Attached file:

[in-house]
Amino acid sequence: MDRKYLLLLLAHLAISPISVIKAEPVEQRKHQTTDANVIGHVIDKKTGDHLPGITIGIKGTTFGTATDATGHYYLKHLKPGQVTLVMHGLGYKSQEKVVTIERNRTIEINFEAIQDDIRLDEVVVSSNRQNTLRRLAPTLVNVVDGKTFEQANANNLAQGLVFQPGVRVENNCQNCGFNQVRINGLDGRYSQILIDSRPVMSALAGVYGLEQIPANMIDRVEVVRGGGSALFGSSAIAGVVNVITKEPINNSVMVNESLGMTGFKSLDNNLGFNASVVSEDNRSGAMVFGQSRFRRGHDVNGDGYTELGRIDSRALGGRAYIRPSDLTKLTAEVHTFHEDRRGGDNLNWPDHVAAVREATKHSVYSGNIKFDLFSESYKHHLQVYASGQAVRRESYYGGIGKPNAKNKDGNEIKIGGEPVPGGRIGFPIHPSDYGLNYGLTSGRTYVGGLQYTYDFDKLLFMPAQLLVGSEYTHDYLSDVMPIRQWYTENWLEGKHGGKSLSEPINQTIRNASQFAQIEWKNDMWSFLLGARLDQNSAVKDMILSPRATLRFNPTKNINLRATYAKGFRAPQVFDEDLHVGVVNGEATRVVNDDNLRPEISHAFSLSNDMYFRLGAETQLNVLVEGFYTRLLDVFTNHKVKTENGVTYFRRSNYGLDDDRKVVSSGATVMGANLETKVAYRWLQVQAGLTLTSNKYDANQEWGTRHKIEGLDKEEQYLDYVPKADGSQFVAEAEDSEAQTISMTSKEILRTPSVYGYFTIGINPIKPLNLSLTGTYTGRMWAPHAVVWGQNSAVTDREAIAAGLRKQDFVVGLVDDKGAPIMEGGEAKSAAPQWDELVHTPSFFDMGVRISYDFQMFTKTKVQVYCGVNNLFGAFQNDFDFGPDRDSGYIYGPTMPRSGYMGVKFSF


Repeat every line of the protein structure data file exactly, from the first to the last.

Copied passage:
[in-house]
Amino acid sequence: MDRKYLLLLLAHLAISPISVIKAEPVEQRKHQTTDANVIGHVIDKKTGDHLPGITIGIKGTTFGTATDATGHYYLKHLKPGQVTLVMHGLGYKSQEKVVTIERNRTIEINFEAIQDDIRLDEVVVSSNRQNTLRRLAPTLVNVVDGKTFEQANANNLAQGLVFQPGVRVENNCQNCGFNQVRINGLDGRYSQILIDSRPVMSALAGVYGLEQIPANMIDRVEVVRGGGSALFGSSAIAGVVNVITKEPINNSVMVNESLGMTGFKSLDNNLGFNASVVSEDNRSGAMVFGQSRFRRGHDVNGDGYTELGRIDSRALGGRAYIRPSDLTKLTAEVHTFHEDRRGGDNLNWPDHVAAVREATKHSVYSGNIKFDLFSESYKHHLQVYASGQAVRRESYYGGIGKPNAKNKDGNEIKIGGEPVPGGRIGFPIHPSDYGLNYGLTSGRTYVGGLQYTYDFDKLLFMPAQLLVGSEYTHDYLSDVMPIRQWYTENWLEGKHGGKSLSEPINQTIRNASQFAQIEWKNDMWSFLLGARLDQNSAVKDMILSPRATLRFNPTKNINLRATYAKGFRAPQVFDEDLHVGVVNGEATRVVNDDNLRPEISHAFSLSNDMYFRLGAETQLNVLVEGFYTRLLDVFTNHKVKTENGVTYFRRSNYGLDDDRKVVSSGATVMGANLETKVAYRWLQVQAGLTLTSNKYDANQEWGTRHKIEGLDKEEQYLDYVPKADGSQFVAEAEDSEAQTISMTSKEILRTPSVYGYFTIGINPIKPLNLSLTGTYTGRMWAPHAVVWGQNSAVTDREAIAAGLRKQDFVVGLVDDKGAPIMEGGEAKSAAPQWDELVHTPSFFDMGVRISYDFQMFTKTKVQVYCGVNNLFGAFQNDFDFGPDRDSGYIYGPTMPRSGYMGVKFSF